However, when it starts getting turned into the County's playground, and people trying to take their dogs for a walk are getting harrassed by alcohol amateurs, it becomes a public policy issue. The bar owners are paying for additional police presence, and closing off of Charles @ Cross St. (though I'm not sure this is the best idea, as said alcohol amateurs begin to think they are on bourbon st.-- may a few traffic officers would work better), but these officers can only do so much. Throwing these idiots into a wagon, then to central booking, sobriety checkpoints, etc. will still miss plenty of first-time-partiers who manage to screw up a resident's evening.

When I was in college (graduated 2002), Loyola and Towson emptied out on Friday nights and headed to Fells. It became pretty ridiculous, and I remember classmates and people my age doing some stuff that I would definitely not be pleased with as a resident almost ten years later. How did Fells deal with the problem? Its a little nuts on Friday nights, but nothing like it used to be.

I really do dig living where I live...but I stay the hell away from Cross St. on Friday/Saturday nights unless there is a compelling reason to patronize one of those places.

As a resident of Federal Hill I can tell you that the vibe of the neighborhood has completely changed over the past 5 years or so. There were always bars in Federal Hill, there were always drunks in Federal Hill, there were always idiots in Federal Hill, there were always taxis picking up and dropping people off in Federal Hill, but there was a balance that you could live with.


...the big difference over the past few years is volume. The bars have been expanding (I think Mothers has expanded twice during this period and doesn't even operate under a tavern license - strictly speaking it is a restaurant, but go there after 9pm and see who is eating in this Mega Bar), and these bars are in turn attracting much bigger crowds and are generally catering to a younger audience. Now taxis line Charles and Light Street and honk their horns at all hours of the morning as they try to attract customers (don't get me wrong - I'm a huge advocate of not drinking and driving, but the incessant honking of horns is a real impediment to sleep).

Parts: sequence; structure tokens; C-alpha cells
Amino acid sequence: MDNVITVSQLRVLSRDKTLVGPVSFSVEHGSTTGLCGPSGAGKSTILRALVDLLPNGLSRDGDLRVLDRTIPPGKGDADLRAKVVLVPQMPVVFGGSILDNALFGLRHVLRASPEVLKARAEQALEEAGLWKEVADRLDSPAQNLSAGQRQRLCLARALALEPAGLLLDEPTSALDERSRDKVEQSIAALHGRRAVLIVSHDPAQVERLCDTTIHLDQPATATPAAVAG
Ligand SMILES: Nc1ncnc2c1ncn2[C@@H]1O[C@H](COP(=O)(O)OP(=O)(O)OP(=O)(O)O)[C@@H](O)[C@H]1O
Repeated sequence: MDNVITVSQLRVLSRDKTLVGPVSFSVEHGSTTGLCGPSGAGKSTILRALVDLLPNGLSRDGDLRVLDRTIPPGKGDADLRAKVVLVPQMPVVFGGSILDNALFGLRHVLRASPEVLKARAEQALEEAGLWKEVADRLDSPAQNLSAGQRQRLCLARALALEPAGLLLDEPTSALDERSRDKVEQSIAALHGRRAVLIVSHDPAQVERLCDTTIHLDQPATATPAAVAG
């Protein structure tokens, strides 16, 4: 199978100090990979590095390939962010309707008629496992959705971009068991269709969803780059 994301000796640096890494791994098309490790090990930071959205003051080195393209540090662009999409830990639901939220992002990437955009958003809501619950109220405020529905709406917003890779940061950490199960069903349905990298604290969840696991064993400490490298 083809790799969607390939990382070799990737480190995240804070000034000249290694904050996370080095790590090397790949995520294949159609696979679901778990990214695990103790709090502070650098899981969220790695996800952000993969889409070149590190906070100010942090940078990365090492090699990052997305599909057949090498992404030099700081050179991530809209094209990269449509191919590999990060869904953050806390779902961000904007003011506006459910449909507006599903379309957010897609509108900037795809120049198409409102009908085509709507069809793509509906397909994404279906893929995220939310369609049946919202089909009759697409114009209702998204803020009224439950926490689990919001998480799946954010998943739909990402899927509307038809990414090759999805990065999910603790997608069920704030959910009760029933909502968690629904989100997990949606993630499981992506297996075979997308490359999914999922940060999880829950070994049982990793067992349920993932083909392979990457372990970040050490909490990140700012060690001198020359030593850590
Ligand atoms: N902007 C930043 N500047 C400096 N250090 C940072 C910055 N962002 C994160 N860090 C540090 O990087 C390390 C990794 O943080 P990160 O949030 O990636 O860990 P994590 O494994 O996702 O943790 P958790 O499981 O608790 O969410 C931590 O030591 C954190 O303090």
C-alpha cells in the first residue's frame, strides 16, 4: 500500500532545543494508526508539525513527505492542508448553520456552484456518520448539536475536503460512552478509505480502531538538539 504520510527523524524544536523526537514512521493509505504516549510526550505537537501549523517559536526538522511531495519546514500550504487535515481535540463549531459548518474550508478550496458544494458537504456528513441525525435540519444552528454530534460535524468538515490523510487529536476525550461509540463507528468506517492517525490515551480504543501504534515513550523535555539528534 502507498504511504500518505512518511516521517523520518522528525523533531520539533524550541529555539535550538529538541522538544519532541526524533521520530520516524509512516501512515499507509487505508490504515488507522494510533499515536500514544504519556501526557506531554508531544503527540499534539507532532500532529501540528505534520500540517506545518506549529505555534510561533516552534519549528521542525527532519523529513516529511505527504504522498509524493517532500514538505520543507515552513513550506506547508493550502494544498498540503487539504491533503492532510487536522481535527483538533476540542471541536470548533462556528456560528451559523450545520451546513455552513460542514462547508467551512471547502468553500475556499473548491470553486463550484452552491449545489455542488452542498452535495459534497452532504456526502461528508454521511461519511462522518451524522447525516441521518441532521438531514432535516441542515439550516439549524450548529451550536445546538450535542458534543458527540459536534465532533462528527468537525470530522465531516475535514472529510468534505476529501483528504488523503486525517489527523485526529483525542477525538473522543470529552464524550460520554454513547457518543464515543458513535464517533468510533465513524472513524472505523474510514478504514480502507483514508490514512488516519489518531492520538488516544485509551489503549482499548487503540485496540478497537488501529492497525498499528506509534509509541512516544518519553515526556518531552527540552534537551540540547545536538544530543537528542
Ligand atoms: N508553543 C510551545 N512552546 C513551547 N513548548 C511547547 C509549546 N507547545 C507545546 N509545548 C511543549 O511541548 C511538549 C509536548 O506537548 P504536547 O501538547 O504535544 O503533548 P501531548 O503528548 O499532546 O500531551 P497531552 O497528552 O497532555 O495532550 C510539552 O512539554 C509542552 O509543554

There are some great bars and restaurants here that are very respectful of the surrounding neighborhood and are a credit to their owners, but the Cross Street area is just out of control. This is definitely forcing home owners to decide whether this new neighborhood is really for them. In the meantime short term renters are moving in to take advantage of the party scene and many home owners are opting to move out.

Admittedly, these problems may seem trivial compared to the drug and gang violence that exists elsewhere in the City, but these are important quality of life factors for residents in this neighborhood. Given that Baltimore generates most of its income from residential property taxes (not from businesses) it would seem to benefit the City to give serious consideration to these issues. You have to give Jack Young credit for looking into this and asking questions. It doesn't seem like the Mayor is even interested!

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About this blog

You are reading the archives. For updated blog posts about the Maryland food scene, see Richard Gorelick's new Baltimore Diner blog.
Richard Gorelick was appointed The Baltimore Sun's restaurant critic in September 2010. Before joining the paper staff fulltime, he contributed freelance criticism and features articles about food to area and regional publications. Along the way, he dispatched for short-distance trucking companies, shilled for cultural non-profits, and assisted in cognitive neurology research – never the subject, always the control.

He takes restaurants seriously but not himself, and his favorite restaurant is the one you love, too.